.xtmlogit estatus i.hhchild age hhincome i.hhsigno i.bwinner, fe rrrnote: 80 groups (451 obs) omitted because of no variation in the outcome variable over time. Computing initial values ... Setting up 26,168 permutations: ....10%....20%....30%....40%....50%....60%....70%....80%....90%....100% Fitting full model: Iteration 0: log likelihood = -2136.5919 Iteration 1: log likelihood = -2136.2728 Iteration 2: log likelihood = -2136.2728 Fixed-effects multinomial logistic regression Number of obs = 4,310 Group variable: id Number of groups = 720 Obs per group: min = 5 avg = 6.0 max = 7 LR chi2(10) = 103.29 Log likelihood = -2136.2728 Prob > chi2 = 0.0000

estatus | RRR Std. err. z P>|z| [95% conf. interval] | |

Out_of_lab~e | ||

hhchild | ||

Yes | 1.800717 .2266555 4.67 0.000 1.407036 2.304549 | |

age | .9996159 .0147684 -0.03 0.979 .9710854 1.028985 | |

hhincome | .9878698 .0087391 -1.38 0.168 .9708891 1.005148 | |

hhsigno | ||

Yes | 1.663632 .166548 5.08 0.000 1.367233 2.024287 | |

bwinner | ||

Yes | .6277743 .0491447 -5.95 0.000 .5384781 .7318786 | |

Unemployed | ||

hhchild | ||

Yes | 1.177757 .1930267 1.00 0.318 .8541801 1.623911 | |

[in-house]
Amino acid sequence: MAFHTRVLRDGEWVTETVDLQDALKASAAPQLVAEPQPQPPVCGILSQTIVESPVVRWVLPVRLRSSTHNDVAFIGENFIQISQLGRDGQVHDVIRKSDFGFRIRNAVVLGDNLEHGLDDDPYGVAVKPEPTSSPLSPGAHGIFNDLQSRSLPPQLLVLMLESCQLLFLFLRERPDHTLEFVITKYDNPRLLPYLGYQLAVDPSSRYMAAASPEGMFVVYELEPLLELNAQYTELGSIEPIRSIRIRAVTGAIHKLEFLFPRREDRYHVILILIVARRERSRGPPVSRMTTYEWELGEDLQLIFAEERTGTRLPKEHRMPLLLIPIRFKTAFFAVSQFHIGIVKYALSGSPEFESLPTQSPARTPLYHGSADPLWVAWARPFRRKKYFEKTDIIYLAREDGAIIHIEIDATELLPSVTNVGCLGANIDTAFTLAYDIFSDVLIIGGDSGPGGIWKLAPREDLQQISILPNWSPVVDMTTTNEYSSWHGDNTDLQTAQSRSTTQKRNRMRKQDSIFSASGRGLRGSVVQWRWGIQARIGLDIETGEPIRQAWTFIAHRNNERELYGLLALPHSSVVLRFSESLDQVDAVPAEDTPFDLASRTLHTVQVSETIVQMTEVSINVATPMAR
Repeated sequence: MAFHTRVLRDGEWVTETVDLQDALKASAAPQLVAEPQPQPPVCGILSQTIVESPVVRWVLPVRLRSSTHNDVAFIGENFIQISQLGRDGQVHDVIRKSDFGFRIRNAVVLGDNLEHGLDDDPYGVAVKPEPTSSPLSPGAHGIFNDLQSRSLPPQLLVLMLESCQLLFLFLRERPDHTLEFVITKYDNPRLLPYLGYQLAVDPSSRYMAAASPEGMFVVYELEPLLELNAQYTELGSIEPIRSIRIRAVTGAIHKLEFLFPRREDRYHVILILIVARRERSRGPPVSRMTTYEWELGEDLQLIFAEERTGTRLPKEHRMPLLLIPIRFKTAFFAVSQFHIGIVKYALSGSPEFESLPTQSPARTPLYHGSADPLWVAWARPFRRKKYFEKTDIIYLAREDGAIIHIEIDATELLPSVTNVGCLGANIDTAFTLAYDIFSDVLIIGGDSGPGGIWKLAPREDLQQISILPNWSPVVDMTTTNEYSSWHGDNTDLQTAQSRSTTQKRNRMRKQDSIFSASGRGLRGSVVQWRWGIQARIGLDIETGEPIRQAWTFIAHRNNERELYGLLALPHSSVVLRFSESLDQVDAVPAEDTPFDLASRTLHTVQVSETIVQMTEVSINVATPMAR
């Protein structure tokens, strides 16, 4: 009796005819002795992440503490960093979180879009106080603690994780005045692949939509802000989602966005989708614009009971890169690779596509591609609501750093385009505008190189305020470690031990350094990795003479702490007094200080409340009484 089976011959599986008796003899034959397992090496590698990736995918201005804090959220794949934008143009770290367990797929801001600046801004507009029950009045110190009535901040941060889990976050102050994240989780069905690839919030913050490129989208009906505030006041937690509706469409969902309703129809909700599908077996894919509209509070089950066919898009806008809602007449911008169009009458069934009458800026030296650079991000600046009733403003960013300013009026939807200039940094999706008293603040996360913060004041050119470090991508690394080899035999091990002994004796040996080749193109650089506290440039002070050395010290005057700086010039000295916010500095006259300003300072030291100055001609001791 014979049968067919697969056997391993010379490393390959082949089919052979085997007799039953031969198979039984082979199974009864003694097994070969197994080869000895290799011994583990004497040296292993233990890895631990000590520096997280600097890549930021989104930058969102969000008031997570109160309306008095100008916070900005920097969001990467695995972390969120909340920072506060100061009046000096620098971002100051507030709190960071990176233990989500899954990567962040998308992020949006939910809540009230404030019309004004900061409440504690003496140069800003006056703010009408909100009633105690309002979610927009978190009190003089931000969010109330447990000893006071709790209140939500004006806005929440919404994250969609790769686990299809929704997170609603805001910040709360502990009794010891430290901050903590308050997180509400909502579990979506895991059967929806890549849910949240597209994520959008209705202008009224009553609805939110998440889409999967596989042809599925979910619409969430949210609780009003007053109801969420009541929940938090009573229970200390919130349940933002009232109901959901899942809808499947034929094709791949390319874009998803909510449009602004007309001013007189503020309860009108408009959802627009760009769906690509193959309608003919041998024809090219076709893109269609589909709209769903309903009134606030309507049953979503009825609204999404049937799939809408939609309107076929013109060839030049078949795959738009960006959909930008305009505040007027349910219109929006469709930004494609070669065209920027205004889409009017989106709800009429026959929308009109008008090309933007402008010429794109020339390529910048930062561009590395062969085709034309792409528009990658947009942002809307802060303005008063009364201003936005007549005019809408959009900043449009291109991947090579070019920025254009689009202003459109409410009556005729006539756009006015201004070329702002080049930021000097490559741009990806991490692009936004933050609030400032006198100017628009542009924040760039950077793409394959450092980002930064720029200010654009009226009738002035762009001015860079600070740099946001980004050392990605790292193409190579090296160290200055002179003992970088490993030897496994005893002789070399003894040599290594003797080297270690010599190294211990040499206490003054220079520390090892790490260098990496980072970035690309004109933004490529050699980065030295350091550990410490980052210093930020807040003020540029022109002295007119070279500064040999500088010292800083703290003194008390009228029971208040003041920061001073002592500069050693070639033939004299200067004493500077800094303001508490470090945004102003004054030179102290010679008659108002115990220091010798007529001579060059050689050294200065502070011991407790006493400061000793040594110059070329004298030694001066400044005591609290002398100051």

age | 1.006356 .0195273 0.33 0.744 .9688014 1.045366 | |

hhincome | .9706959 .0116513 -2.48 0.013 .9481262 .9938029 | |

hhsigno | ||

Yes | 1.124478 .1463356 0.90 0.367 .8713222 1.451187 | |

bwinner | ||

Yes | .7795833 .0802992 -2.42 0.016 .637069 .9539784 | |

Employed | (base outcome) | |

Looking at the output, we can see that there are no random-effects estimates. We can also see that the model does not include constant terms. Inspecting the RRR in the first equation, we find this to be around 1.8. Thus, in this example, the results of the fixed-effects estimator yield a similar conclusion to the random-effects results.

To find out more about **xtmlogit**, we encourage everyone to have a look at the [XT] xtmlogit documentation, especially the *Remarks and examples* section. This section also shows how to perform a Hausman test that can aid in the decision of whether to use a random- or fixed-effects estimator.

— by Joerg Luedicke

Senior Social Scientist and Software Developer